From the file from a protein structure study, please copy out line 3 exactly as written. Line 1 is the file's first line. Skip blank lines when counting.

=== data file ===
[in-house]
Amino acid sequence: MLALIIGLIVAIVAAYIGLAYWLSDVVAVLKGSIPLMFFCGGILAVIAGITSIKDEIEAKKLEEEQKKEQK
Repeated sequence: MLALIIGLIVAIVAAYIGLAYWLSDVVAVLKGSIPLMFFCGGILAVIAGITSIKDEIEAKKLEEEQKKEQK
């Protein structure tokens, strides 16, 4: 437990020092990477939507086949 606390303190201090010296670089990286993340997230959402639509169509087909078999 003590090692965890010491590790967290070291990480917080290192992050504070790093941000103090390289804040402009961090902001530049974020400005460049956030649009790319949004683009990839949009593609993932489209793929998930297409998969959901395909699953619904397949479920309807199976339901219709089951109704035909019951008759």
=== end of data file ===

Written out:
Repeated sequence: MLALIIGLIVAIVAAYIGLAYWLSDVVAVLKGSIPLMFFCGGILAVIAGITSIKDEIEAKKLEEEQKKEQK